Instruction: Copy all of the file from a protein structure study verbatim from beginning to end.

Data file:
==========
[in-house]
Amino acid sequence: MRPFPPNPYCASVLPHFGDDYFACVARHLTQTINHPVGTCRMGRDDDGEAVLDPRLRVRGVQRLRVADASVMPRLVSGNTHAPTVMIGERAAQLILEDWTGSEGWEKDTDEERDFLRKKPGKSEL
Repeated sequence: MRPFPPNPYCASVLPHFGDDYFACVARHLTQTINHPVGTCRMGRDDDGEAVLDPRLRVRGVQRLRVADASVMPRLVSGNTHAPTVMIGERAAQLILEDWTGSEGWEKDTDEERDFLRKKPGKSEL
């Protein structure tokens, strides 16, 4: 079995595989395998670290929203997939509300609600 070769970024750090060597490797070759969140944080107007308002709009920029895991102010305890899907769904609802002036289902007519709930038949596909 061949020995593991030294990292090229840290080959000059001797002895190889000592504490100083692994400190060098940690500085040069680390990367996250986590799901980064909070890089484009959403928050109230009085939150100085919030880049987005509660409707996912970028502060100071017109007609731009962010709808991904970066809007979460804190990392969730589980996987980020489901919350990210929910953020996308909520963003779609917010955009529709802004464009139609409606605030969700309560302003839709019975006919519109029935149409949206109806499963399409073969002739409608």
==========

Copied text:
[in-house]
Amino acid sequence: MRPFPPNPYCASVLPHFGDDYFACVARHLTQTINHPVGTCRMGRDDDGEAVLDPRLRVRGVQRLRVADASVMPRLVSGNTHAPTVMIGERAAQLILEDWTGSEGWEKDTDEERDFLRKKPGKSEL
Repeated sequence: MRPFPPNPYCASVLPHFGDDYFACVARHLTQTINHPVGTCRMGRDDDGEAVLDPRLRVRGVQRLRVADASVMPRLVSGNTHAPTVMIGERAAQLILEDWTGSEGWEKDTDEERDFLRKKPGKSEL
């Protein structure tokens, strides 16, 4: 079995595989395998670290929203997939509300609600 070769970024750090060597490797070759969140944080107007308002709009920029895991102010305890899907769904609802002036289902007519709930038949596909 061949020995593991030294990292090229840290080959000059001797002895190889000592504490100083692994400190060098940690500085040069680390990367996250986590799901980064909070890089484009959403928050109230009085939150100085919030880049987005509660409707996912970028502060100071017109007609731009962010709808991904970066809007979460804190990392969730589980996987980020489901919350990210929910953020996308909520963003779609917010955009529709802004464009139609409606605030969700309560302003839709019975006919519109029935149409949206109806499963399409073969002739409608």